Jim wonders if a VPN is really worth it for daily life, and can it be used to control the content his kids watch? Leo says maybe not. But Leo says that OpenDNS certainly can. It enables you to filter content so that kids can't go where you don't want them. A VPN is used to carve out a tunnel online so that others can't see what you're doing. So it's the opposite. But OpenDNS is great for protecting your kids from the stuff out there. A new router can also do the same.
Tom wants to know how a VPN can be secure or even fast if it has to cross ISPs. Leo says that is a good question. Leo says that a good VPN will have little latency, but the larger question is, who is running your VPN? That's who you're trusting with your privacy and security.
José would like to be anonymous online. How can he minimize his online footprint with Mac addresses? Rich says that most systems are encrypted now, and Google is pushing all websites to update to https. So your traffic gets more encrypted. If that's not enough for you, then randomizing your Mac address is a good way to do it. In iOS 13, for instance, Apple devices generate randomized Mac addresses while online. That's a good way to keep yourself protected. You may try using a VPN, or you can browse privately.
Manny wants to know why he can't stream using his streaming device from a hotel when he's traveling. Rich says that if you're traveling internationally, many streaming services are region coded, preventing you from watching content that isn't local. As a result, people are using VPNs when traveling to get past that. So try a VPN.
Bruce is frustrated that he can't watch Major League Baseball where he lives because it's blacked out. Leo says that blacking out sporting events was created fifty years ago, and it's a policy that needs to be changed. You could stream using a VPN, but a lot of streaming companies block them.
Dan signed up for a VPN recently, and he can't use it with his banking, Netflix or other apps. Leo says that the bank is probably blocking it. VPNs can break IP-based authentication. BBC iPlayer, for instance, blocks VPNs, because you're not paying for the TV license fee. Netflix does it because it doesn't want another region to be watching content that isn't available for licensing reasons. Banking activity is encrypted, so you don't really need a VPN for it. Google has also been pushing for HTTPS encryption with every site, so if every site is encrypted, there's no real need for VPNs.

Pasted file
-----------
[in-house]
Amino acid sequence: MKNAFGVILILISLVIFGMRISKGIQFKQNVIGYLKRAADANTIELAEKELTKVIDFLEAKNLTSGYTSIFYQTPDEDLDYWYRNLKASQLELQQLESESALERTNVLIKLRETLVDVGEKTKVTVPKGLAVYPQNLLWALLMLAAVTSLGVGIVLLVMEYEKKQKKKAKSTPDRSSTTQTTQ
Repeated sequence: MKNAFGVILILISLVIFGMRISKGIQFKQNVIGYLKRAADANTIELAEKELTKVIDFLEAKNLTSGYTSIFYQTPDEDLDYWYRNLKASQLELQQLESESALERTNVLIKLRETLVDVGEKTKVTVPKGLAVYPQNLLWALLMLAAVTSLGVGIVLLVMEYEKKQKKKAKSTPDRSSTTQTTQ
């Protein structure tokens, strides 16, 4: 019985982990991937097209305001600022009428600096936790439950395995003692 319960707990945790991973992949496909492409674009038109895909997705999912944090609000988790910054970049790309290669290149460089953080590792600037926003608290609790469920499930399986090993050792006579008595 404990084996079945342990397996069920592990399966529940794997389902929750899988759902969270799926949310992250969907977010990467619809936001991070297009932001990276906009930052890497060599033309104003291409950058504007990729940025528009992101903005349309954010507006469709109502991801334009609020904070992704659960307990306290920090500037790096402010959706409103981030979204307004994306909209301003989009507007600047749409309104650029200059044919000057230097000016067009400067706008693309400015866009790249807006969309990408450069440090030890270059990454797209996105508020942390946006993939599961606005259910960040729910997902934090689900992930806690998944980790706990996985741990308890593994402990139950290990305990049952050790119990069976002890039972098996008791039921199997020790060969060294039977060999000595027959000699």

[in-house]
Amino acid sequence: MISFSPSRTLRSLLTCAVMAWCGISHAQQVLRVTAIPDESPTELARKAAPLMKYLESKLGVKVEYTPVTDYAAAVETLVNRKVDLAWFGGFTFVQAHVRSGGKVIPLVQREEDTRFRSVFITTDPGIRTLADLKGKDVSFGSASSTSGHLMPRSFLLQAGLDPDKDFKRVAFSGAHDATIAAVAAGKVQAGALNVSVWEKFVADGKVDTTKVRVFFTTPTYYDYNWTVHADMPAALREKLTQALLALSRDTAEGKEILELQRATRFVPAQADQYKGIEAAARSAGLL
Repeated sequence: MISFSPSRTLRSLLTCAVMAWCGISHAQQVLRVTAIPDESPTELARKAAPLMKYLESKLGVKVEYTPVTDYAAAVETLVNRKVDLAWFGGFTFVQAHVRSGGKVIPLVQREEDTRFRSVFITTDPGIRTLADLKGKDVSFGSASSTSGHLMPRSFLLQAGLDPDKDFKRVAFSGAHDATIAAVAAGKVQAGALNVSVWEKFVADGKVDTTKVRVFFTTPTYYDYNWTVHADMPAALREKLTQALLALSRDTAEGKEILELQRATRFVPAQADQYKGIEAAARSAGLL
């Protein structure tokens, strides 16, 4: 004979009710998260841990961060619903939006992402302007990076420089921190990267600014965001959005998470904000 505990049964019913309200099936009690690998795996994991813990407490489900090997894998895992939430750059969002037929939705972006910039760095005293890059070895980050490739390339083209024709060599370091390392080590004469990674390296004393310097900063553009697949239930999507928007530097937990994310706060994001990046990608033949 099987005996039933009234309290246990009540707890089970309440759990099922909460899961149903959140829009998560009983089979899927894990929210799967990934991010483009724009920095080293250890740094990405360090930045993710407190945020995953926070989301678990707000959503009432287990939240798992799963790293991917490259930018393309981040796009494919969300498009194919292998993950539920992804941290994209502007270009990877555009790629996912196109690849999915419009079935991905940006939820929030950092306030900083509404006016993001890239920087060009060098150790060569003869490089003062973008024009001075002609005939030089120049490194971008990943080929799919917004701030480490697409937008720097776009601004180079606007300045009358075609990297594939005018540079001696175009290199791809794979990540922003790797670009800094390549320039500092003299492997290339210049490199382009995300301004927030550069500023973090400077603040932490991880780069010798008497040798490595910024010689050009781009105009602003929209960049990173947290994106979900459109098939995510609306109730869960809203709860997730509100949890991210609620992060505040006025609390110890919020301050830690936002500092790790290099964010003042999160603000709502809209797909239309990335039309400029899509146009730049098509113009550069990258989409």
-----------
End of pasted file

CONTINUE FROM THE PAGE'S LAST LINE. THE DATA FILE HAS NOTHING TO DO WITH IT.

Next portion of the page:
Karen wants to know if putting a VPN on her router would keep her secure. Leo says that it would encrypt stuff in your network, but in order to get your traffic encrypted going out, you need to have the software on your desktop. Leo likes to use the Tiny Hardware Firewall VPN because it's in between your computer and the outside world. It's a great way to go.
Al uses a VPN with YouTube TV on a Linux computer because he doesn't live in California anymore. Sometimes it gets disconnected and YouTube thinks he's somewhere else. Leo says that YouTube may decide to block your VPN. Netflix does that.
Joey wants to know if Linux has a built-in VPN. Leo says no. He will need a provider to handle VPNs, not just software. Leo recommends visiting the Wiki for ARCH, a version of Linux. There's a great list of clients, carriers and servers that will run on Linux. That's the best place to start. Where can he get apps to download for Linux? Leo says that PopOS has its own "store," called the PopShop, which is an app that will help to install software.
Randall is a truck driver and is curious about VPNs. Leo recommends ExpressVPN, but there is also TunnelBear (recommended by The Wire Cutter). A VPN is great on the road, but Leo wouldn't use them while actually driving.